On Monday, in Article 23, we asked if you knew that:
– Next month you’ll again see the oft-repeated headline, “Jobless claims unexpectedly rise again”?
We were wrong. You didn’t have to wait until next month. Today’s Associated Press economic report (Feb. 25th ) began this way: “Jobless claims rise due to weather-related factors”.
“WASHINGTON – New claims for unemployment benefits jumped unexpectedly last week, mostly because state agencies processed a backlog of claims caused by snow storms the previous week …
[How’s that for spinnage?]
“In its report on jobless claims, the Labor Department said first-time claims for unemployment insurance rose by 22,000 to a seasonally adjusted 496,000. Wall Street analysts polled by Reuters expected a drop to 455,000.”
22,000 layoffs in a week, and we’re supposed to believe that a “recovery” is underway? … that the “stimulus” is creating, or saving, those millions of jobs the administration promised it would?
The New York Times on Feb. 24th gave us something else to worry about. “At F..D.I.C., Bracing for a Wave of Failures” was the discouraging word. Here’s the gist of the story:
“The Federal Deposit Insurance Corporation is bracing for a new wave of bank failures that could cost the agency [that’s us taxpayers, by the way] many billions of dollars and further strain its finances. With bank failures running at their highest level in nearly two decades, the F.D.I.C. is racing to keep up with rising losses to its insurance fund, which safeguards savers’ deposits. On Tuesday, the agency announced that it had placed 702 lenders on its list of ‘problem’ banks, the highest number since 1993.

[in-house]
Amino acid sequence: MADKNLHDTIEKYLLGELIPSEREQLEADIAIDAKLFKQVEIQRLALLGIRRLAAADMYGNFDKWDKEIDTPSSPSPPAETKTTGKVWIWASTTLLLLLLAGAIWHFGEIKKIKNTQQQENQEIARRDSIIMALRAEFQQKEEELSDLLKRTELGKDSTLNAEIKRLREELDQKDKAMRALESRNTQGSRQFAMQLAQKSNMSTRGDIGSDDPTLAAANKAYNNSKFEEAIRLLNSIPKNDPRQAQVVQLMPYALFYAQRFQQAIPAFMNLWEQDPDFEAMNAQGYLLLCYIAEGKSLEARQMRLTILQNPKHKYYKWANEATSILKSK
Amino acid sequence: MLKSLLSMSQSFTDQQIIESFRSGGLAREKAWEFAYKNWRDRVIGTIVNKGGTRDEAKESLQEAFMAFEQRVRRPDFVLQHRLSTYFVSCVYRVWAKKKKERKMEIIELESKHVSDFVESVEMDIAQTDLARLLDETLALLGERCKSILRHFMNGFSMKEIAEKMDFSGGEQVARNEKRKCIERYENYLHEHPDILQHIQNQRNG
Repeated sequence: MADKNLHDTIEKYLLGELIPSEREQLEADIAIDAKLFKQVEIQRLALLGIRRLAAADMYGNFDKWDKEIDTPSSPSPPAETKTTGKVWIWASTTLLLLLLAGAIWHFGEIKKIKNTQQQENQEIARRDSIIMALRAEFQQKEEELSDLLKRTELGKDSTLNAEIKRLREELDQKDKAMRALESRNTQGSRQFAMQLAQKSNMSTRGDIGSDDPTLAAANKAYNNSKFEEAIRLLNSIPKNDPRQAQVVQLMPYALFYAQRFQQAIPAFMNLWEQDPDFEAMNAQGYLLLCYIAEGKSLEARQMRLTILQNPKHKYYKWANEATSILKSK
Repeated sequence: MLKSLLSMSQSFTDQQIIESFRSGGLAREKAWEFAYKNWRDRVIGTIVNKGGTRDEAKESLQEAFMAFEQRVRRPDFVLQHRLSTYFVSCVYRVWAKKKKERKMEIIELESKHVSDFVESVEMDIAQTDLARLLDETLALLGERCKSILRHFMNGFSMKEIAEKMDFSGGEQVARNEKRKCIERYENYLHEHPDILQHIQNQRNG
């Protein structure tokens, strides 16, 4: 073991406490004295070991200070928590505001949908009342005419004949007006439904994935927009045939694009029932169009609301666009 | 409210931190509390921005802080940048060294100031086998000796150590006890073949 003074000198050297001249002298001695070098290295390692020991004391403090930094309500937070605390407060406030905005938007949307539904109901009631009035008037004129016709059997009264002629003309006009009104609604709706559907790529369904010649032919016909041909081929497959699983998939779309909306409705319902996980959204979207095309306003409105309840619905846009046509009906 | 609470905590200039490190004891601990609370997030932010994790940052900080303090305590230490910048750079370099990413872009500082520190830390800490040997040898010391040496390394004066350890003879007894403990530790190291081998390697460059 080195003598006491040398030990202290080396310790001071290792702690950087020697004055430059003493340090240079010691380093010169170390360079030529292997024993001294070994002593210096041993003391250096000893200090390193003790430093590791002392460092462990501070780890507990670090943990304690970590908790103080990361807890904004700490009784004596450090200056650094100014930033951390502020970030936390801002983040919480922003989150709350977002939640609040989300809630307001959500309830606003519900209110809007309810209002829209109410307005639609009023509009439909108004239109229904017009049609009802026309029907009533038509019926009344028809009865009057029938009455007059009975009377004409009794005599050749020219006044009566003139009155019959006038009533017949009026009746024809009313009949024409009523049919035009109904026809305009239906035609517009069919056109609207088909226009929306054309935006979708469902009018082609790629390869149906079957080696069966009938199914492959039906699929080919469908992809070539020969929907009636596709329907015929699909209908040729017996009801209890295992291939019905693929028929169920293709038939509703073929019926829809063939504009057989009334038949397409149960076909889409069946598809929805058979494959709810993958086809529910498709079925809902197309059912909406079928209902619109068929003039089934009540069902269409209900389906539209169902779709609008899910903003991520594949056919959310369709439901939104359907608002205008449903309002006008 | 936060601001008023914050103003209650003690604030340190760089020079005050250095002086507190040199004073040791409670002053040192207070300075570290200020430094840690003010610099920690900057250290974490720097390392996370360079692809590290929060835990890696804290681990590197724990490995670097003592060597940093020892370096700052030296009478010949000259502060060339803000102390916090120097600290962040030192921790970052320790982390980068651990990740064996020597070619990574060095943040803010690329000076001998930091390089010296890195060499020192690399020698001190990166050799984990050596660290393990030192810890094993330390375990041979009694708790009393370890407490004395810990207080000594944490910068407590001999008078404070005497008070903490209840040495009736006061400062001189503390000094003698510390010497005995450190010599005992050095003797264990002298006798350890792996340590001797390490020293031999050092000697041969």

Not all of these banks are destined to founder, and F.D.I.C. officials said Tuesday that they expected failures to peak this year. But they also warned that the fund might have to cover $ 20 billion in additional losses by 2013 – a bill that could be even greater if the economy worsens.”
“If” the economy worsens? The economy is in a death spiral. About 140 banks failed in 2009, and the chairwoman of the agency said she expected even more than that to go under this year. The F.D.I.C. admitted earlier that it was carrying a negative balance of $ 20.9 billion at the end of 2009.
Simply put, unemployment puts the U.S. buyer out of business and inevitably causes U.S. banks to fail. Let’s not be concerned about probable “additional losses by 2013”. The nation will be in shambles by then unless we create 30 to 40 million new jobs … and only an Emergency Shipbuilding Program can provide that many employment opportunities.